Our weekly routine, now firmly established, involved quite a lot of tuning and repairing certain parts of our bamboo legs. If it wasn’t the wire that held our footrests to the stilts that needed replacing, then it was the rubber tires that we used to cover the feet. Of the two, it was the latter that was now causing our headaches. The rubber we used came courtesy of the old tires from the shopping bicycles that abound here. Having used up all our supplies except for two cut to size pieces, the time had come to go on a search for a bicycle store willing to donate any of their throwaways for our cause. Once we have successfully assured the shop owner of our intentions and the doors open, the feeling that overcomes us is certainly akin to that of a kid in a candy store. It was this overwhelming assortment of free rubber that was to be the cause of our current predicament. We opted for a fancy red set of mountain bike slicks, our theory being that if cheap rubber tires lasted us 80kms, then fancy expensive looking rubber mountain biking tires would last us twice as long. They certainly looked good on the end of our stilts. But looks are not everything as we were about to find out.

As Aomori’s coast weaved its way ever closer toward Akita’s coast, we began to find that our progress was slowing with each day. The cause, our new red tires. Where the others had lasted us the best part of a week, we now found that we were changing these new treads almost as often as we had to eat. While not a particularly difficult task, done over and over again it was one that began to take the shine off each day. To add to our new dilemma, we also found that our new red slicks, had been very appropriately named! After two months of walking on every type of road imaginable, we were now becoming experts on what was a good and what was a bad road. Yes there is a big difference. The best were a rarity, found only in those towns with a bit of money and a local government willing to spend that money on its town. They were the ones made of the recycled rubber from car tires and made walking a pleasure. Our first experience, which has been our only experience, saw us spend a good 5 minutes just balancing from foot to foot in order to enjoy the sensation of this soft surface. The sight of us looking more like dancing ostriches than normal people must have brought a smile to more faces than just our own. On the other end of the scale, the worst were those that were covered with a thin layer of moss, barely visible from our perches, but with the potential to make us fall far from grace. It was on this kind of danger that we were now walking, with the added bonus of doing so on our slicks! The steps that took us between Aomori prefecture and Akita were slow and required all our concentration. As such, it was no surprise that when we reached Akita, we were both drained and in need of a good rest, not to mention some more tires for our stilts.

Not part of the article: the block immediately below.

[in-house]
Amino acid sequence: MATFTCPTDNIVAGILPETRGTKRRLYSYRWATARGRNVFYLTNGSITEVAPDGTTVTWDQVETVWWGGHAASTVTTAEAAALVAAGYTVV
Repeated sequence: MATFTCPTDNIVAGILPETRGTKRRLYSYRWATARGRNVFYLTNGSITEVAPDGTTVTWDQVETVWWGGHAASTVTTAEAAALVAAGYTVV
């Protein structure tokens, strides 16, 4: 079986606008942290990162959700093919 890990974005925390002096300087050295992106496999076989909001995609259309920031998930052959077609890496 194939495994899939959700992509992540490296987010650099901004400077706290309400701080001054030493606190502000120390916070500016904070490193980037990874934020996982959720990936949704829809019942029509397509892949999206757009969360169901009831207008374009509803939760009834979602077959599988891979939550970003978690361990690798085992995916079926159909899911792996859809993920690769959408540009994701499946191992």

Crossing into Akita

posted by Mick and Miki Tan @ 4:49 PM, ,